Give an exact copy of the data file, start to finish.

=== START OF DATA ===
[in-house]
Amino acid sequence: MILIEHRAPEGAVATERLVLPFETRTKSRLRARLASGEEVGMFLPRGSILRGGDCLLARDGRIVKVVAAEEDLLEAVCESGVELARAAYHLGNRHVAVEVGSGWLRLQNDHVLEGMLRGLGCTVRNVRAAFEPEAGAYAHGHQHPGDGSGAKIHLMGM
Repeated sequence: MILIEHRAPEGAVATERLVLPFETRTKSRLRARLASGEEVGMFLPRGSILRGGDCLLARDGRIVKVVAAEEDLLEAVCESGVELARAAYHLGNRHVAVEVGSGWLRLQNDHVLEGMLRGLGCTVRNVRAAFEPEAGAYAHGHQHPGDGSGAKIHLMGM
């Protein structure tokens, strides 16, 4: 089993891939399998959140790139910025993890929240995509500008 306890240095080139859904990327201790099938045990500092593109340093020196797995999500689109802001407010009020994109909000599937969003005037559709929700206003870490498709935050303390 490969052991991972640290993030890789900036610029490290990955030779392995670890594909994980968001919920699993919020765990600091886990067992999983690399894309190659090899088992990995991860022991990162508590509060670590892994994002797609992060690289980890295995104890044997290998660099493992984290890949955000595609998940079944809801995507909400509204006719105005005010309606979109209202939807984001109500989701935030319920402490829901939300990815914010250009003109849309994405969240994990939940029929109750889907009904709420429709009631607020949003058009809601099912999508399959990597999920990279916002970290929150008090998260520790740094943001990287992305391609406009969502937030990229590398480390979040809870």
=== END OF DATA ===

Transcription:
[in-house]
Amino acid sequence: MILIEHRAPEGAVATERLVLPFETRTKSRLRARLASGEEVGMFLPRGSILRGGDCLLARDGRIVKVVAAEEDLLEAVCESGVELARAAYHLGNRHVAVEVGSGWLRLQNDHVLEGMLRGLGCTVRNVRAAFEPEAGAYAHGHQHPGDGSGAKIHLMGM
Repeated sequence: MILIEHRAPEGAVATERLVLPFETRTKSRLRARLASGEEVGMFLPRGSILRGGDCLLARDGRIVKVVAAEEDLLEAVCESGVELARAAYHLGNRHVAVEVGSGWLRLQNDHVLEGMLRGLGCTVRNVRAAFEPEAGAYAHGHQHPGDGSGAKIHLMGM
């Protein structure tokens, strides 16, 4: 089993891939399998959140790139910025993890929240995509500008 306890240095080139859904990327201790099938045990500092593109340093020196797995999500689109802001407010009020994109909000599937969003005037559709929700206003870490498709935050303390 490969052991991972640290993030890789900036610029490290990955030779392995670890594909994980968001919920699993919020765990600091886990067992999983690399894309190659090899088992990995991860022991990162508590509060670590892994994002797609992060690289980890295995104890044997290998660099493992984290890949955000595609998940079944809801995507909400509204006719105005005010309606979109209202939807984001109500989701935030319920402490829901939300990815914010250009003109849309994405969240994990939940029929109750889907009904709420429709009631607020949003058009809601099912999508399959990597999920990279916002970290929150008090998260520790740094943001990287992305391609406009969502937030990229590398480390979040809870």